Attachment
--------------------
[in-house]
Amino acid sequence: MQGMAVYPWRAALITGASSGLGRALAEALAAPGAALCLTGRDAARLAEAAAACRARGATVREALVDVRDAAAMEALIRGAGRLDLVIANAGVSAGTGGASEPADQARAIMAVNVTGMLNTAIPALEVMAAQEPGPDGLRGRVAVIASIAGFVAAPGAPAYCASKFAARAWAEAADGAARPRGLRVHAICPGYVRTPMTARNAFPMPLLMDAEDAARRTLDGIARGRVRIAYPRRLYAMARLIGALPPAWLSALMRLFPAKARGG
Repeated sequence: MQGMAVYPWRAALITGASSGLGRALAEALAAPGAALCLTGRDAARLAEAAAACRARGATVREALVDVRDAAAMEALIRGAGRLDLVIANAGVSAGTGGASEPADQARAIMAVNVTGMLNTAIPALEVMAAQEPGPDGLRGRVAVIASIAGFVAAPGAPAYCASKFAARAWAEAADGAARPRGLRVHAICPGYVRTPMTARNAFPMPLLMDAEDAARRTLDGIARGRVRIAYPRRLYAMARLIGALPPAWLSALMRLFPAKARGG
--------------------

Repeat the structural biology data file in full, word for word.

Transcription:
[in-house]
Amino acid sequence: MQGMAVYPWRAALITGASSGLGRALAEALAAPGAALCLTGRDAARLAEAAAACRARGATVREALVDVRDAAAMEALIRGAGRLDLVIANAGVSAGTGGASEPADQARAIMAVNVTGMLNTAIPALEVMAAQEPGPDGLRGRVAVIASIAGFVAAPGAPAYCASKFAARAWAEAADGAARPRGLRVHAICPGYVRTPMTARNAFPMPLLMDAEDAARRTLDGIARGRVRIAYPRRLYAMARLIGALPPAWLSALMRLFPAKARGG
Repeated sequence: MQGMAVYPWRAALITGASSGLGRALAEALAAPGAALCLTGRDAARLAEAAAACRARGATVREALVDVRDAAAMEALIRGAGRLDLVIANAGVSAGTGGASEPADQARAIMAVNVTGMLNTAIPALEVMAAQEPGPDGLRGRVAVIASIAGFVAAPGAPAYCASKFAARAWAEAADGAARPRGLRVHAICPGYVRTPMTARNAFPMPLLMDAEDAARRTLDGIARGRVRIAYPRRLYAMARLIGALPPAWLSALMRLFPAKARGG